Alex has been visiting the Red Sea in early summer almost every year since 1998, when he joined the BBC filming trip for the Blue Planet I series. Most years he runs run back to back workshops, some years three in a row, almost always on his favourite boat MY Whirlwind of Tornado Marine Fleet, on workshops coordinated by Scuba Travel in the UK. “Whirlwind has won many awards and is perfectly set up for a group of photographers,” says Alex. “She has luxurious cabins, but more importantly she has very large communal spaces, providing enough room for everyone to bring as much camera gear as they want and it is never under foot. Moreover, I have been using Whirlwind as a base in the Red Sea for many years and the Captain and his crew, the guides and everyone at Tornado know me and my groups very well and always bend over backwards to look after our unusual demands.”



The June/July timing for Alex’s workshop allows the group to photograph the dramatic, seasonal schools of fish that gather in the early summer at Ras Mohammed to spawn. These include the famous bohar snappers, batfish, giant trevally, bigeye jacks, unicorn fish, barracuda, blue-line emperors, masked pufferfish and long nosed parrotfish. “RAs Mohammed is my favourite dive site in the world,” says Alex.

The wonders of Ras Mohammed are the focus for the second half of the week, while the first half concentrates on the Red Sea’s photogenic shipwrecks, usually including the Giannis D, Carnatic, Chrisoula K and Thistlegorm. Each trip is a little different, responding to sites that are hot and conditions. Tiran, Gubal and more often crop up on the itinerary. “I also have a few special spots for classic Red Sea wide angle,” adds Alex, “with the most colourful soft corals, or shallow coral for sunset splits.” That said, when the conditions are excellent at Ras Mohammed do not expect to want to move. “On most years we just dive here all day, for several days in a row,” says Alex.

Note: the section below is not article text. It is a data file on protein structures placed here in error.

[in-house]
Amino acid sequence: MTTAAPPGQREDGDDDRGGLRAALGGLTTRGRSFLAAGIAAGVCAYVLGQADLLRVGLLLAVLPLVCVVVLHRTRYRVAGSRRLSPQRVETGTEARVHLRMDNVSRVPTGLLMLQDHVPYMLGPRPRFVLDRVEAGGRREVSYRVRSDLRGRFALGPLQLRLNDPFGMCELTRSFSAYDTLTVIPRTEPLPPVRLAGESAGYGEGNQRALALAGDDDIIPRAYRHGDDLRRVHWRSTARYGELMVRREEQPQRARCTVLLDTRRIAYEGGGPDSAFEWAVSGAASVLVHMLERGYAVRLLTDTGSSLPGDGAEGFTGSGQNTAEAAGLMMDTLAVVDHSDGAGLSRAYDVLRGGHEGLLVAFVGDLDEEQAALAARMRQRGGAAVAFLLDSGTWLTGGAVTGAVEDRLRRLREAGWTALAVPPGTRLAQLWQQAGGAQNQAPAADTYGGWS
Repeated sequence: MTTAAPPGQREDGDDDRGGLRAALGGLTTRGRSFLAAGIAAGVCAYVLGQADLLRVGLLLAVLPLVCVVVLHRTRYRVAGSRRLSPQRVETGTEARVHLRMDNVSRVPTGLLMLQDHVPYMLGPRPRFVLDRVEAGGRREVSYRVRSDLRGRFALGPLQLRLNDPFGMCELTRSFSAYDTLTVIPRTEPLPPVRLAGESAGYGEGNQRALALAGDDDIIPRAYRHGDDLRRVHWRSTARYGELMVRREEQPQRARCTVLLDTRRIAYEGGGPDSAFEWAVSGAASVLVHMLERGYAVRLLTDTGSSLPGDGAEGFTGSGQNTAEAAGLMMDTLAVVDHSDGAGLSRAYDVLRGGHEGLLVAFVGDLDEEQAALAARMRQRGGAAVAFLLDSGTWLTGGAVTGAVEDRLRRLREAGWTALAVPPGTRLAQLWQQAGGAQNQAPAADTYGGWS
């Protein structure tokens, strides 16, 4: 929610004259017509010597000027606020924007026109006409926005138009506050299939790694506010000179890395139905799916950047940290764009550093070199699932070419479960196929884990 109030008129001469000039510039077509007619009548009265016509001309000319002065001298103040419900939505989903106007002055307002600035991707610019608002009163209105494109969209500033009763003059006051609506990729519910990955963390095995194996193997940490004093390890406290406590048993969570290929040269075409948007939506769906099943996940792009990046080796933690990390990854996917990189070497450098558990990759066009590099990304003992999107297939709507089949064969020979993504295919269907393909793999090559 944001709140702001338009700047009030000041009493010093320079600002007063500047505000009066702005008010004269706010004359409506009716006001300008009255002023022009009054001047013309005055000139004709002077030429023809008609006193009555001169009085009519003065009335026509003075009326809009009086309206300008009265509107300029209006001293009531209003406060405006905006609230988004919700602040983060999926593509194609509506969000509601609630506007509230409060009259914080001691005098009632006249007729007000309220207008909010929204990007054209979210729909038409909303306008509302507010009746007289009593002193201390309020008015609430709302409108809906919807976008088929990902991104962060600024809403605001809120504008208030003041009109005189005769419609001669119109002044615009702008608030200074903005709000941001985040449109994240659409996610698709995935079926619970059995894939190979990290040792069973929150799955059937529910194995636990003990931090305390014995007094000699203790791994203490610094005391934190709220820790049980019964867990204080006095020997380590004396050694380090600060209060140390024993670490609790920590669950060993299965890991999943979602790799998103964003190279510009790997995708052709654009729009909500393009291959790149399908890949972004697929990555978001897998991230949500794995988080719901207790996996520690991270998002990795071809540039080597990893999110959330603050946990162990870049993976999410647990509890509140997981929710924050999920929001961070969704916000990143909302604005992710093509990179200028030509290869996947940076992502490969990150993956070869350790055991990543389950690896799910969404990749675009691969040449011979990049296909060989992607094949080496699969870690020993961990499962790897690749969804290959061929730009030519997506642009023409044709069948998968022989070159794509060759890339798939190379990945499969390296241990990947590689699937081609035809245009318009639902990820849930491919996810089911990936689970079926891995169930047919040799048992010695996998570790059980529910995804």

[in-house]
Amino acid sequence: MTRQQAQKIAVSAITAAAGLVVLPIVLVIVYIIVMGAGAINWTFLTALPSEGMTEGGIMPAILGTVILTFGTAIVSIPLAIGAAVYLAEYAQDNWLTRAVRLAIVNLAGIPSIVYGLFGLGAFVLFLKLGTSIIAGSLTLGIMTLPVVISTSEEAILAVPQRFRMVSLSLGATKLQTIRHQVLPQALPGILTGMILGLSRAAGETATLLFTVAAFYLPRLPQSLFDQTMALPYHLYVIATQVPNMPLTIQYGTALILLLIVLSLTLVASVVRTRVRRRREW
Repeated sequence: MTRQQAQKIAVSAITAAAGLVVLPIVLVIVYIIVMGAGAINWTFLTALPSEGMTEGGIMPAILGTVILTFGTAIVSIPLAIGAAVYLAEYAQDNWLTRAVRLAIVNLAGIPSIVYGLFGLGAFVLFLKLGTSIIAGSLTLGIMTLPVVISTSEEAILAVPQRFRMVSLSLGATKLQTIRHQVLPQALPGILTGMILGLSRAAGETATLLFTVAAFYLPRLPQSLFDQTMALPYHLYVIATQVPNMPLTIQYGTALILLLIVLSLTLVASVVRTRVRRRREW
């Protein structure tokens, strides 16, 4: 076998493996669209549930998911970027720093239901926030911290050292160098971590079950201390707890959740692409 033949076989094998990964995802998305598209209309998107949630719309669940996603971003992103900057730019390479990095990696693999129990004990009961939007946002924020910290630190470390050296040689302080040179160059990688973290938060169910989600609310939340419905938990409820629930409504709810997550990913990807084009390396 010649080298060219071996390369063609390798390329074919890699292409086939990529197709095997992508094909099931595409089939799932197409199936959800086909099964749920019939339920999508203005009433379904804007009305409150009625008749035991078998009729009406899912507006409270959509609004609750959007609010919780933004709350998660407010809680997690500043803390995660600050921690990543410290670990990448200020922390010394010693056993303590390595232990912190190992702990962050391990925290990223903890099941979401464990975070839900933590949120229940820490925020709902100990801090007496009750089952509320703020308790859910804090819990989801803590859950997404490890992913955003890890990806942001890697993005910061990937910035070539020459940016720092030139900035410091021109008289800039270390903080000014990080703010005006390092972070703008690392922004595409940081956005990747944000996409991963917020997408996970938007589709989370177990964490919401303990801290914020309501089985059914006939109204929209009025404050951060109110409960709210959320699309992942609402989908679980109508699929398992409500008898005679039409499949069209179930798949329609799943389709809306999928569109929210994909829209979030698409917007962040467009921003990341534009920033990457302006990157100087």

A school of blackfin barracuda (Sphyraena qenie) form the number 6 as they circle in deep water adjacent to a coral reef. Yolanda Reef, Ras Mohammed Marine Park, Sinai, Egypt. Red Sea


The teaching element of the Red Sea Workshop is themed on making the most of the photographic opportunities in the Red Sea. Lectures usually cover shooting wreck externals, wreck internals, filter photography, shooting schools and fish portraiture. “I really like this workshop because it teaches photographers how many things go into truly memorable shots,’ adds Alex “from photographic technique to knowledge of the conditions and subject matter, weather that is metal wreckage or swimming fish.”

On my Red Sea trips Alex gives the lectures during the day, between the dives, so you have ideas to try straight away. This also leaves the evenings free for group image review sessions, which provide a chance to solve problems, make plans to improve our pictures and to get inspiration for shots to try on the next day. The group size is larger than the Cayman trips (usually 19 plus Alex, although we run Whirlwind under her official capacity of 22). These trips are usually sold with flights from London or they are available without flights.



The Red Sea provides guaranteed sun shine, clear water and wrecks, beautiful reefs and massive schools of fish. This is a wide angle trip. There are plenty of macro subject, but the focus of the teaching is on wide angle. Many people come to the Red Sea convinced that they don’t enjoy wreck photography and tell Alex they plan just to shoot marine life on the wrecks, which is there is abundance. But the Red Sea wrecks are different. They are all very photogenic and tend to convert even the most dedicated fish lover into a wreck photographer. “I know this because they convertered me!” says Alex.